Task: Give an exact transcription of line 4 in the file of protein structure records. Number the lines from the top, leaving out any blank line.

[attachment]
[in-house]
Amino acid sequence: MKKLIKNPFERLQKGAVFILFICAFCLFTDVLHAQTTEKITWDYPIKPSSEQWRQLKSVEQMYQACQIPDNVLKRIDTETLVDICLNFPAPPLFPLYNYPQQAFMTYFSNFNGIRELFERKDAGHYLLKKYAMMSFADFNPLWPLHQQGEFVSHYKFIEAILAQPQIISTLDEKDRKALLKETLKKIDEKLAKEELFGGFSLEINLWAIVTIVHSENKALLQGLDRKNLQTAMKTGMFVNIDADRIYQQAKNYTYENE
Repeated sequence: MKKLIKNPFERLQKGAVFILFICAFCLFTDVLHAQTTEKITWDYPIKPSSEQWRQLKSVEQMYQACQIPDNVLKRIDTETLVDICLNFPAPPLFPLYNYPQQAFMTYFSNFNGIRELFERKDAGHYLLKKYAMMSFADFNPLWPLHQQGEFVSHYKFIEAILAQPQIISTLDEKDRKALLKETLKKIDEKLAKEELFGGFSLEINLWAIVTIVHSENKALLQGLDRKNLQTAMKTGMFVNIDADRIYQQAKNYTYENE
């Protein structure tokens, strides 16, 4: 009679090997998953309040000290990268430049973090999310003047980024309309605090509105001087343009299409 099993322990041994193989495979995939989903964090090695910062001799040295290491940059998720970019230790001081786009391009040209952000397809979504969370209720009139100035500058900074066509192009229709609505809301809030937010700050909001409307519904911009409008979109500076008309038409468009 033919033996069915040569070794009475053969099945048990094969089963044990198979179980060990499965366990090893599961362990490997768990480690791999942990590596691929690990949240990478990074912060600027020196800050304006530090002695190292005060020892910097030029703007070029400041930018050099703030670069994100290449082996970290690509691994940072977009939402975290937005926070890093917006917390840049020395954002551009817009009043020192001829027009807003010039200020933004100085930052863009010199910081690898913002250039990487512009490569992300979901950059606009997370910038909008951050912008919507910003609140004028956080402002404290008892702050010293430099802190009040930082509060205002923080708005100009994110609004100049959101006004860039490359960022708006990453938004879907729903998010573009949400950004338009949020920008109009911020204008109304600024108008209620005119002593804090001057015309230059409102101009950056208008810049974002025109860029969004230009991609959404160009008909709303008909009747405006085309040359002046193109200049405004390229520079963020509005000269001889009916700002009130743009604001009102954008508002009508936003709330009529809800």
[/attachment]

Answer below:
């Protein structure tokens, strides 16, 4: 009679090997998953309040000290990268430049973090999310003047980024309309605090509105001087343009299409 099993322990041994193989495979995939989903964090090695910062001799040295290491940059998720970019230790001081786009391009040209952000397809979504969370209720009139100035500058900074066509192009229709609505809301809030937010700050909001409307519904911009409008979109500076008309038409468009 033919033996069915040569070794009475053969099945048990094969089963044990198979179980060990499965366990090893599961362990490997768990480690791999942990590596691929690990949240990478990074912060600027020196800050304006530090002695190292005060020892910097030029703007070029400041930018050099703030670069994100290449082996970290690509691994940072977009939402975290937005926070890093917006917390840049020395954002551009817009009043020192001829027009807003010039200020933004100085930052863009010199910081690898913002250039990487512009490569992300979901950059606009997370910038909008951050912008919507910003609140004028956080402002404290008892702050010293430099802190009040930082509060205002923080708005100009994110609004100049959101006004860039490359960022708006990453938004879907729903998010573009949400950004338009949020920008109009911020204008109304600024108008209620005119002593804090001057015309230059409102101009950056208008810049974002025109860029969004230009991609959404160009008909709303008909009747405006085309040359002046193109200049405004390229520079963020509005000269001889009916700002009130743009604001009102954008508002009508936003709330009529809800």